Ambulance rest-break deal will create 150 new jobs
Unions agree a 'radically different' deal with the Scottish Ambulance Service over long-running rest-breaks dispute.
Up to 150 new jobs will be created under a deal which will resolve a long-standing dispute over rest breaks for ambulance staff.
The Scottish Ambulance Service has been involved in a stand-off with unions for months over the question of how staff should be compensated for responding to emergency calls while they are on a break.
A new deal has been reached which will see nearly 90 current vacancies filled and up to 170 new jobs created across Scotland.
Staff will continue to receive £150 a month, for the next five months, while arrangements are being sorted out.
From there, their hours will move to a 37.5 hour week, including rest breaks, and will be guaranteed another break if they are called out while resting.
Health Secretary Nicola Sturgeon said: "The rejection of the most recent offer made it very clear to me that a radically different proposal would be required in order to reach a solution to this issue and that is what has been found.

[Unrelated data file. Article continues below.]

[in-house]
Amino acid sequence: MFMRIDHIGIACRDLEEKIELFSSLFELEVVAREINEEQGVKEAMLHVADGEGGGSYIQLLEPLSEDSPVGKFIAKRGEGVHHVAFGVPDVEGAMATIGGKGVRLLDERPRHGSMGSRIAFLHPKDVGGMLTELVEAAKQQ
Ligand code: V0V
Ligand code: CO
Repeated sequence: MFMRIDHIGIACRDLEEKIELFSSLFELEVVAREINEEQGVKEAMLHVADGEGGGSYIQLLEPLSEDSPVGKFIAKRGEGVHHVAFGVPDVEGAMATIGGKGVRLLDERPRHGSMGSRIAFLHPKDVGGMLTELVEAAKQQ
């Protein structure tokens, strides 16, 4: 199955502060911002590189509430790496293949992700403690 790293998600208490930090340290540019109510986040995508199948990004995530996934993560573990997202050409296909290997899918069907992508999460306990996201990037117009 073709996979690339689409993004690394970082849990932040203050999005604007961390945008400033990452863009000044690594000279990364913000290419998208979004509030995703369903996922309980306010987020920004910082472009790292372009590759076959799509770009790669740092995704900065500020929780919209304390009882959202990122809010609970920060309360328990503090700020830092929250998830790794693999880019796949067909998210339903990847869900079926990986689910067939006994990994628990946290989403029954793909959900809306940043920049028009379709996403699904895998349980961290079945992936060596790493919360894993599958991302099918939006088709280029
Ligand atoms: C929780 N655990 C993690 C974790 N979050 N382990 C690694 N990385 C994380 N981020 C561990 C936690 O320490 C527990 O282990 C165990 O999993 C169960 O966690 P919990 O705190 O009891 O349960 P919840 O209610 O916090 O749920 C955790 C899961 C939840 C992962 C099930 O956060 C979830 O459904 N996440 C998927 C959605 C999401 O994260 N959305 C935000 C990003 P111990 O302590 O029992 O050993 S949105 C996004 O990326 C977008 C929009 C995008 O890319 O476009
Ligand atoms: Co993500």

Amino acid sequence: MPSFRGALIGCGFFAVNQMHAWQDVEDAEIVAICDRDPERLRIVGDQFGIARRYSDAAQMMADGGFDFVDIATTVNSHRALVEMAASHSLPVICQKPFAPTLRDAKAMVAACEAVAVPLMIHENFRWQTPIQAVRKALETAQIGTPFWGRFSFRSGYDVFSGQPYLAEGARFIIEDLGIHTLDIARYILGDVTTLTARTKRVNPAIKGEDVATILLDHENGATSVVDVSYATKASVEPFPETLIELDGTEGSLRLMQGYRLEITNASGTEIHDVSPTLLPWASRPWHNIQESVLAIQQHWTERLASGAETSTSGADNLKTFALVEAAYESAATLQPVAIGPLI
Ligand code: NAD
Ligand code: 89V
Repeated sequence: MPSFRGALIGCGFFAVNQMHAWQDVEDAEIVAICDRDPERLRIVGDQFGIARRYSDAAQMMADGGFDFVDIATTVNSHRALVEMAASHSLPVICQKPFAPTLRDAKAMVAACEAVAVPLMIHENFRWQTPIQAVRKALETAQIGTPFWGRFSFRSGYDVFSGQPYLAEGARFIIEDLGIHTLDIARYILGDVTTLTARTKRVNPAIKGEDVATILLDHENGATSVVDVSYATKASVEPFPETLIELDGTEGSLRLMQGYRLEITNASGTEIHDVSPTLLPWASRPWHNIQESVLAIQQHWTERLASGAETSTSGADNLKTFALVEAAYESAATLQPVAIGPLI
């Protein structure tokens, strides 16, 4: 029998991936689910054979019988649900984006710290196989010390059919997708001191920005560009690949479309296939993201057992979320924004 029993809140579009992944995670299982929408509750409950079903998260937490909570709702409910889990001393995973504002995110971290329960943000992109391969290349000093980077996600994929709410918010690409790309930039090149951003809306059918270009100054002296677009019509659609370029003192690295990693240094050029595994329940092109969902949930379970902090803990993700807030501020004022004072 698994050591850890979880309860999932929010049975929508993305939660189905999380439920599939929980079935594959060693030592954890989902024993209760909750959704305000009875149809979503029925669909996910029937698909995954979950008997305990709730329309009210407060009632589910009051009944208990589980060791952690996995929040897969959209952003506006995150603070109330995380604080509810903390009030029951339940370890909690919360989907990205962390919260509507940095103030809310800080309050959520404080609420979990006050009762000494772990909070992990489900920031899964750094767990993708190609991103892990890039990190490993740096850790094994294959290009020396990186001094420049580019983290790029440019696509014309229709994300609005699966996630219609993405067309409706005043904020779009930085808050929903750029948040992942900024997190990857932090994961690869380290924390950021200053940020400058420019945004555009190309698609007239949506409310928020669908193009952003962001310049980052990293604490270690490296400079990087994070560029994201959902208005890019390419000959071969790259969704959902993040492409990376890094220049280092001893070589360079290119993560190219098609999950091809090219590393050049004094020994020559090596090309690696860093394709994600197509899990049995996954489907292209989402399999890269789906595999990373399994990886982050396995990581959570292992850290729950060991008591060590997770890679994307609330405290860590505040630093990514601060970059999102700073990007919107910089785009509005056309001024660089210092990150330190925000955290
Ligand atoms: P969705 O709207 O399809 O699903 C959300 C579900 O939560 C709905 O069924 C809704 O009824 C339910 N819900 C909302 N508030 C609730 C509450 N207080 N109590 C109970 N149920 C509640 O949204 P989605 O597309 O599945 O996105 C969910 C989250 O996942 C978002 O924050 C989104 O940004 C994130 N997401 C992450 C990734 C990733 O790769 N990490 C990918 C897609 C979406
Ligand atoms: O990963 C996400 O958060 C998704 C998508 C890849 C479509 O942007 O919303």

"To support this deal the Scottish Government will invest an additional £5m per year in the Scottish Ambulance Service to create 150 new frontline jobs.
"The investment will strengthen the clinical response to life-threatening emergencies as well as the performance of the Scottish Ambulance Service.
"For remote and rural areas it will support increased numbers of community paramedics able to work in and with communities."
Mick Conroy, senior organiser for the GMB Scotland union, said the deal was a "significant move forward".
He said: "All along we have said this was not about money, but about extra resources.
"We believe we will now have an ambulance service that will be fit for purpose.
"The GMB will continue to press the Scottish Government for the ambulance service to be upgraded from an essential service to an emergency service."
Mr Conroy criticised the SAS for what he said was a failure to inform the public about how the ambulance service operates.
He said: "The crew didn't decide to take their breaks, they are told to take their breaks.
"They were in a bubble during which time their communication was cut off and they were not told about call outs.
"We believe staff received unjust criticism from certain parts of the media and the public who did not have the full story about how the ambulance service operates."